Kirsten’s cervical cancer survivor story


For Cervical Cancer Awareness Month, Vitality member Kirsten Randerson, opens up about her diagnosis and the importance of screening


Following a routine smear test, Vitality employee, Kirsten Randerson got the result that no woman wants to hear.

She was diagnosed with cervical cancer, with a four-centimetre-high tumour in her cervix, which would have to be removed by a radical hysterectomy.

As well as the removal of her ovaries and 18 pelvic lymph nodes, the procedure – which involved seven hours of surgery – would medically induce her into early menopause.

Receiving her diagnosis at the height of the Covid-19 pandemic in November 2021, also meant that she would have to go alone to all hospital appointments, and for the surgery itself.

A pragmatist at heart, though, Kirsten took the diagnosis in her stride; she carried on going to work in the lead up to the operation and was determined to stay positive throughout the whole experience.

“I remember the nurses saying to me that I was taking it [the diagnosis] really well, but I didn’t know how I was supposed to react,” she tells Vitality.

“I just said, you tell me what I’ve got to do, and I’ll do it.”

The surgery was a success, and after a five-day stint in hospital, she was able to return home to her family.

Now, it was time for the recovery process from her surgery – as her cancer was isolated to her cervix, she wouldn’t have to go through any other treatment.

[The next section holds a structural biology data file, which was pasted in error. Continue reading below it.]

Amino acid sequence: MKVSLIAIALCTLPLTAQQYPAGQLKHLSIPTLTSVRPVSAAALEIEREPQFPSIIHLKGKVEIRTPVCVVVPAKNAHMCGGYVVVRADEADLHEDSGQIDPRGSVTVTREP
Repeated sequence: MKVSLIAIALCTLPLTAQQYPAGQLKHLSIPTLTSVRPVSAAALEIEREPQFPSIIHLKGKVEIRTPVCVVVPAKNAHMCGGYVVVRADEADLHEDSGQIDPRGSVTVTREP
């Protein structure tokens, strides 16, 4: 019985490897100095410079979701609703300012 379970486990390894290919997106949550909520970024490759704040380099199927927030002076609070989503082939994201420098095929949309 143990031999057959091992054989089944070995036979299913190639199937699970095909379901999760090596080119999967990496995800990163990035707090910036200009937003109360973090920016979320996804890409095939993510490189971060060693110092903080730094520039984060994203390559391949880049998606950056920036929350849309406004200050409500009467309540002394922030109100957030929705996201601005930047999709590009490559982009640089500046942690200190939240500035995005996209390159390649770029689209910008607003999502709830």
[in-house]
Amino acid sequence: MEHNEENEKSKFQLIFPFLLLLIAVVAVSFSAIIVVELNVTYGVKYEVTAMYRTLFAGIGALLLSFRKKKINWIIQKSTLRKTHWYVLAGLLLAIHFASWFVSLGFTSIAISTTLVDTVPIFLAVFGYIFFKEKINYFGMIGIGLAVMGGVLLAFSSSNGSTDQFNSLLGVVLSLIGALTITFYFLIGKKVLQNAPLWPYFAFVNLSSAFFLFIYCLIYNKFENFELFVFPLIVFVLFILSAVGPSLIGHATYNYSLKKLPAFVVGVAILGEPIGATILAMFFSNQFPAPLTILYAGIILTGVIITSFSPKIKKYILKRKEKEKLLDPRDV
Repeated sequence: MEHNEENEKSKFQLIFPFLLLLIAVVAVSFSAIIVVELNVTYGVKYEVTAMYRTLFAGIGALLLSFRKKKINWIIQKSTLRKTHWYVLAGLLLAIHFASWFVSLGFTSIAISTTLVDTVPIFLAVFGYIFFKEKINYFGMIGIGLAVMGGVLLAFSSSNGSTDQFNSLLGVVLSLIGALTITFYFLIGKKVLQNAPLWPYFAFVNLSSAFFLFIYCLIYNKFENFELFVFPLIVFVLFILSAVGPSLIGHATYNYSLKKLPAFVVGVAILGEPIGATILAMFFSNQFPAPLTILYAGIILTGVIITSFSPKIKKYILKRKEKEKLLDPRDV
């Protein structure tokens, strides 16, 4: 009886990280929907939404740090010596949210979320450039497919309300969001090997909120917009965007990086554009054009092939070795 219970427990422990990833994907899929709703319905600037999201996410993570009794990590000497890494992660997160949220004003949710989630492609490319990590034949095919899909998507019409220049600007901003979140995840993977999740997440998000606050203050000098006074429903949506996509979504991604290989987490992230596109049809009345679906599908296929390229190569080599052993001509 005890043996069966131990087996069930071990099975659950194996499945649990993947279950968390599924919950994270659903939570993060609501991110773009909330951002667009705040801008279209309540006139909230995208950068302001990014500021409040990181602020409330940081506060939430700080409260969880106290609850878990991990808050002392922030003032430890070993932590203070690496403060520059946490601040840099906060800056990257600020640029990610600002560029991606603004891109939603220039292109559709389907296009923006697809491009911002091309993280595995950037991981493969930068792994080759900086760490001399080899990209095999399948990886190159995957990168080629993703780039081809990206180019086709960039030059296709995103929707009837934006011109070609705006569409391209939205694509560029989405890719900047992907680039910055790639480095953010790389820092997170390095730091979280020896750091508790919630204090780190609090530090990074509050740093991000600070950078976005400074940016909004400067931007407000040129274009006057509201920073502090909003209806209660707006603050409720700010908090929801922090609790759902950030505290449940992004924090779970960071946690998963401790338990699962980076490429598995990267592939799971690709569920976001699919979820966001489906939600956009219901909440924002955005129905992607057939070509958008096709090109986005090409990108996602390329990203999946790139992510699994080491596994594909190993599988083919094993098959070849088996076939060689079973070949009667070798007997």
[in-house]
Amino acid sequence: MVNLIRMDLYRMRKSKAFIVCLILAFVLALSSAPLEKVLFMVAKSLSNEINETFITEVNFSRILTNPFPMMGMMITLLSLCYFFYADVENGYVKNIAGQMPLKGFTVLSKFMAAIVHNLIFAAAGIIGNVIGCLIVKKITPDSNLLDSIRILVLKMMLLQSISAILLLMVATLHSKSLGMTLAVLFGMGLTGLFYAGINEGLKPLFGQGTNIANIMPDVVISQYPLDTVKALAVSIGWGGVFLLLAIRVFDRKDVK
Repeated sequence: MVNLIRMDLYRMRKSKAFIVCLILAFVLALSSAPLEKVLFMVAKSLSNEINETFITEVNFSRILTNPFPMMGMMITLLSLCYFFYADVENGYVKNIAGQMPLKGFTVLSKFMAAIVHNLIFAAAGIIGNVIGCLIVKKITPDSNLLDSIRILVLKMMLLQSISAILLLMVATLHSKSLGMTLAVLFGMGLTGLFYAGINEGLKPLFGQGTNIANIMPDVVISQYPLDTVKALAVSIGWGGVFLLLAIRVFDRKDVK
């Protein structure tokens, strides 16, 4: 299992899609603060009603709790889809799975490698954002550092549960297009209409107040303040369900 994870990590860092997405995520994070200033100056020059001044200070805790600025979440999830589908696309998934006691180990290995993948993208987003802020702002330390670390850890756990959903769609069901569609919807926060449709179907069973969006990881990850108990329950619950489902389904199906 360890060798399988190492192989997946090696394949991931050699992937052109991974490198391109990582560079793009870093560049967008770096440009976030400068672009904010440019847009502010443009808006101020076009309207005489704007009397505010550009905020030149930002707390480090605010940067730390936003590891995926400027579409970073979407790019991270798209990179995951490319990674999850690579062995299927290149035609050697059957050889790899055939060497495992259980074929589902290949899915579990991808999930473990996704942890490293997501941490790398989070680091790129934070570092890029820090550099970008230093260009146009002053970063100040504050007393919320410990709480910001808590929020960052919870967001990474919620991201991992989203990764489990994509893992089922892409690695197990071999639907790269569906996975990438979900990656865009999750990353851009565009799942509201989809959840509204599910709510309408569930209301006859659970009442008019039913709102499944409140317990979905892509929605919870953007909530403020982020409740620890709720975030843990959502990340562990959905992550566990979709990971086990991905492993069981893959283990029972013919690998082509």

"Everybody I meet now, even on a dog walk, I ask them if they’ve had their smear test recently."

Kirsten Randerson, Vitality member

But as someone who refers to herself as a “rubbish patient” and an active person with two young children and a teenager, Kirsten wasn’t used to slowing down.

“Allowing myself time to recover was the hardest part for me,” she recalls.

“I don’t like being ill and I didn’t want to have to rest and not be able to do my normal routine.”

A keen walker, she was limited to just 15 minutes of movement a day, and on doctor’s orders, she was told to rest up.

And it was this time, during her recovery, that Vitality was able to offer extra support.

‘My safety net’

As a Vitality team member, Kirsten was already familiar with its in-house Oncology team.

But she never knew how valuable they would be as part of her Cancer Cover, which was offered through her health insurance.

After telling Vitality about her diagnosis, she was assigned a Care Consultant – who would be her own personal contact at Vitality for the duration of her treatment.

From there, she was referred to the Vitality Cancer Support programme, powered by Alvie Health, who connected with her ahead of her surgery.

If you have health insurance with Vitality, you can access care fast at a time that is convenient for you through Care HubLog into Member Zone for more information.

“I had them [the Vitality Cancer Support programme] as my safety net, my blanket, that could offer me psychological help when I needed it after the surgery,” she explains.

“Being able to connect through the programme app fitted in nicely with my lifestyle and the children. When I had questions that weren’t right to call the hospital, I could message Adele [her Care Consultant] in the middle of the night, and she would pick that up in the morning.”

Now that she was going through the menopause, she was directed to the Peppy app – a Vitality partner – that offered her support in dealing with early onset menopause.

She was also put in touch with a nutritionist, through Vitality’s Cancer Treatment Support Programme, powered by Alvie Health, which gave her 1-2-1 advice on what to eat, following the operation through the app.